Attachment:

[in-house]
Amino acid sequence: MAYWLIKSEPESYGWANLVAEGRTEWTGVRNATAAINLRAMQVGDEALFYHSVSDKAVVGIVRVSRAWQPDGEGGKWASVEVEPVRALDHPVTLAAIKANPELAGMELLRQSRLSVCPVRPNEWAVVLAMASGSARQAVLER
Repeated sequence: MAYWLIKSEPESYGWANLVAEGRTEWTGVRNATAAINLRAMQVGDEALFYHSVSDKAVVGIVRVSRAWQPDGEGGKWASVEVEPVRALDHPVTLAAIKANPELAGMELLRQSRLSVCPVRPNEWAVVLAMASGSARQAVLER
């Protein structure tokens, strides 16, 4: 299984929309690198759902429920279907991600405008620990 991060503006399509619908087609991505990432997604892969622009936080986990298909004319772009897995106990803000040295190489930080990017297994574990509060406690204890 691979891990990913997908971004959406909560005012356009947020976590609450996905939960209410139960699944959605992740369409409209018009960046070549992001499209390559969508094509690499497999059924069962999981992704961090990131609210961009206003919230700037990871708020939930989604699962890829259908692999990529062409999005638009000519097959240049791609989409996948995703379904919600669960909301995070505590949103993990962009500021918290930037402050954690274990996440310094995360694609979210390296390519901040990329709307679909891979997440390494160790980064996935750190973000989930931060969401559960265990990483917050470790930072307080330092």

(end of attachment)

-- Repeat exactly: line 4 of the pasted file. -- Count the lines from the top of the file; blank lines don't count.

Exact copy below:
């Protein structure tokens, strides 16, 4: 299984929309690198759902429920279907991600405008620990 991060503006399509619908087609991505990432997604892969622009936080986990298909004319772009897995106990803000040295190489930080990017297994574990509060406690204890 691979891990990913997908971004959406909560005012356009947020976590609450996905939960209410139960699944959605992740369409409209018009960046070549992001499209390559969508094509690499497999059924069962999981992704961090990131609210961009206003919230700037990871708020939930989604699962890829259908692999990529062409999005638009000519097959240049791609989409996948995703379904919600669960909301995070505590949103993990962009500021918290930037402050954690274990996440310094995360694609979210390296390519901040990329709307679909891979997440390494160790980064996935750190973000989930931060969401559960265990990483917050470790930072307080330092």